Title III of the JOBS Act creates a new exemption from Securities Act registration for “crowdfunding” offerings.  Crowdfunding refers to an offering to a potentially large group of investors who are restricted in the amount of money that they can invest in an issuer, and is usually associated with the idea of soliciting funds through internet websites.  Crowdfunding offerings will now be permitted under the exemption provided by Section 4(6) of the Securities Act if the following conditions are met:

 

  • the issuer is a U.S. company that is neither subject to the reporting requirements of Sections 13 or 15(d) of the Exchange Act nor an investment company under the Investment Company Act of 1940;
  • the aggregate amount of securities sold to all investors by the issuer during the preceding twelve (12) month period is not more than $1 million;
  • the aggregate amount sold to any investor by an issuer during the preceding twelve (12) month period does not exceed the greater of:
    • $2,000 or 5% of the annual income or net worth of the investor, if the annual income or net worth of the investor is less than $100,000; and
    • Ten percent (10%) of the annual income or net worth of the investor, if the annual income or net worth of the investor is equal to or more than $100,000, subject to a maximum aggregate cap of $100,000 for such investor;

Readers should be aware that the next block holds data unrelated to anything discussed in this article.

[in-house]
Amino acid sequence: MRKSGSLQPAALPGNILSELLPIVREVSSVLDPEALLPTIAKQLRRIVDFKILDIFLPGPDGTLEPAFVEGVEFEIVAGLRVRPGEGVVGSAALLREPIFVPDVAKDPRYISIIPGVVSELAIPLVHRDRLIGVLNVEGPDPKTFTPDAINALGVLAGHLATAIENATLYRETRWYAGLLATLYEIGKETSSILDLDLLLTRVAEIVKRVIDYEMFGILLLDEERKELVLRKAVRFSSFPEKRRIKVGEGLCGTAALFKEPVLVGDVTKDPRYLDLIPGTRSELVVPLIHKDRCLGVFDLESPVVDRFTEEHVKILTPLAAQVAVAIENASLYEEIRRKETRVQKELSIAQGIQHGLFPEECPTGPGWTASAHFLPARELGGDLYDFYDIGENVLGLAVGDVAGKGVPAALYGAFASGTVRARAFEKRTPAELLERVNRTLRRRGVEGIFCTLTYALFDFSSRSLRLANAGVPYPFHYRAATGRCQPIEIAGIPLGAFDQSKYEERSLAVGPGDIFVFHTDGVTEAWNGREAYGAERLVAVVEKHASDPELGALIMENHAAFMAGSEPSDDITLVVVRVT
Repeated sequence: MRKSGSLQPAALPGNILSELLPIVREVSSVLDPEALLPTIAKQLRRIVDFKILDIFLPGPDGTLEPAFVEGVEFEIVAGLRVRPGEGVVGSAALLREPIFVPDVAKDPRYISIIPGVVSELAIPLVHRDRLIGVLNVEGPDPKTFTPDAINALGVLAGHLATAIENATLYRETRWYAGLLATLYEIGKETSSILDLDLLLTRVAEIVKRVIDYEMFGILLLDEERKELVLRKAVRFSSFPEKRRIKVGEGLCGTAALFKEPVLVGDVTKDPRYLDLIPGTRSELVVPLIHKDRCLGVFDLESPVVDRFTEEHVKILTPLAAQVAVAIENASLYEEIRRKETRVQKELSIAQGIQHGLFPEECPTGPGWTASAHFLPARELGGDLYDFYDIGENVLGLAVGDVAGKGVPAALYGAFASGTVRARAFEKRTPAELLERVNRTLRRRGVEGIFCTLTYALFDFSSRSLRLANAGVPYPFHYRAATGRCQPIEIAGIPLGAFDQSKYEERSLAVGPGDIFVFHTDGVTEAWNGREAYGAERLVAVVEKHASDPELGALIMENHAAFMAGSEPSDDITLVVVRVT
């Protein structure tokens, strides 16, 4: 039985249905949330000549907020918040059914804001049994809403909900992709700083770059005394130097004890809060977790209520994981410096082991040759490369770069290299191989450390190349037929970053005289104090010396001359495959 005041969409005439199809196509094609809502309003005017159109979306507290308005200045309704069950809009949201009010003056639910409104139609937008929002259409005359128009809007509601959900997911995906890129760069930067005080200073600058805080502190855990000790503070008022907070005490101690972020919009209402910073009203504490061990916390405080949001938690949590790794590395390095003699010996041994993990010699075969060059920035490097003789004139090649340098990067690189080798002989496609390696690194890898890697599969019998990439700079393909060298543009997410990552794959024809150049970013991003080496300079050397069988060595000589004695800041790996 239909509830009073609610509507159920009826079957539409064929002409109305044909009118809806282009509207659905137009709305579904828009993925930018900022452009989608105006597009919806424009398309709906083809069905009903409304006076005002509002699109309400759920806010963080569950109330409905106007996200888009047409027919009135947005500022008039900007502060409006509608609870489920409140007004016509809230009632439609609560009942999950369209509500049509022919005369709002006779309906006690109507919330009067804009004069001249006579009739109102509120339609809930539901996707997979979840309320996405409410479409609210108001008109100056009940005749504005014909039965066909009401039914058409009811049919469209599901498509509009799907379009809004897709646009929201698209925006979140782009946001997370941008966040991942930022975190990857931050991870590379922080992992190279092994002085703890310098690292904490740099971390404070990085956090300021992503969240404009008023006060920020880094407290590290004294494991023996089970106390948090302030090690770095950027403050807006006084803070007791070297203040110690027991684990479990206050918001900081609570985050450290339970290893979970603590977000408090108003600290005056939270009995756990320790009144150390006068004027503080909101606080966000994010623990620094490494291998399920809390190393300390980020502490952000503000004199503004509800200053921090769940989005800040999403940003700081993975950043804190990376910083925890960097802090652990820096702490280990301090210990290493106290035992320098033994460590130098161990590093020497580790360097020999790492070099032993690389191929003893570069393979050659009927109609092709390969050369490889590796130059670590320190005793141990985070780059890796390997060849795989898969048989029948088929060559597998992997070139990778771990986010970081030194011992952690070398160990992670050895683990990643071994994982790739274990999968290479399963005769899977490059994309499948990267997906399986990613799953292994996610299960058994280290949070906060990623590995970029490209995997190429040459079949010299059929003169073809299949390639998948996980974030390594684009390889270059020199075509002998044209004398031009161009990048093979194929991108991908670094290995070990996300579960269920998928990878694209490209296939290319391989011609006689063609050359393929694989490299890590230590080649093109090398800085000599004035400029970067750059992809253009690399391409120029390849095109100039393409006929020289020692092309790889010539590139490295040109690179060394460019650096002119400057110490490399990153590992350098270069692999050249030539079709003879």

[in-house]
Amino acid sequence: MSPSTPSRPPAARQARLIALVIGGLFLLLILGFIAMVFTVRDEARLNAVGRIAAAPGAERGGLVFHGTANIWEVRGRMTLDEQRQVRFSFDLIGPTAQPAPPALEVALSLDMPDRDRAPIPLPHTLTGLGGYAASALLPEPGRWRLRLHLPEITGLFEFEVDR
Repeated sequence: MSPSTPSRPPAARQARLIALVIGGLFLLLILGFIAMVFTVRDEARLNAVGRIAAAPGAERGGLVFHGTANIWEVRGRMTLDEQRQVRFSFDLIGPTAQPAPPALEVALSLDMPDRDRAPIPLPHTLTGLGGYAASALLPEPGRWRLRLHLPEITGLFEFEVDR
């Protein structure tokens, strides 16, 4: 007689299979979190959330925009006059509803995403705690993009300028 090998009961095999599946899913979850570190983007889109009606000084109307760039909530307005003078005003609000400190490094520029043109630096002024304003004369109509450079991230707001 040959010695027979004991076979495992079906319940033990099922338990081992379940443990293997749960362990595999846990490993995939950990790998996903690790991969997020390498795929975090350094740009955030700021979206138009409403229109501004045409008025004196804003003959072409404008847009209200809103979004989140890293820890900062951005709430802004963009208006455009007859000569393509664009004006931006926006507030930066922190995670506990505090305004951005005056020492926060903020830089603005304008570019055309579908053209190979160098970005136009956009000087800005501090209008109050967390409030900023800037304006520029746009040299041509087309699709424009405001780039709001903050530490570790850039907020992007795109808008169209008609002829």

• the transaction is conducted through a broker or funding portal that complies with new Section 4A of the Securities Act (as described in “Requirements for Intermediaries” below); and
  • the issuer complies with the requirements of new Section 4A (as described in “Requirements for Issuers” below).

 

Requirements for Intermediaries.  To qualify for the crowdfunding exemption under Section 4(6) of the Securities Act, a person acting as an intermediary must:

 

  • register with the SEC as a broker or a funding portal;
  • register with any applicable self-regulatory organization;
  • provide risk and other investor education disclosure as the SEC may determine;
  • ensure that each investor reviews investor education information, affirms that such investor understands the risk of losing its entire investment, and answers questions demonstrating an understanding of the level of risk in investing in startups and emerging businesses, including the risk of illiquidity;
  • take steps to reduce the risk of fraud (as determined by the SEC), including background checks on each officer, director and holder of more than 20% of the outstanding equity of every issuer whose securities are offered by such person;
  • make available to the SEC and to potential investors any information required to be provided by the issuer not later than twenty-one (21) days prior to the first sale of securities to any investor;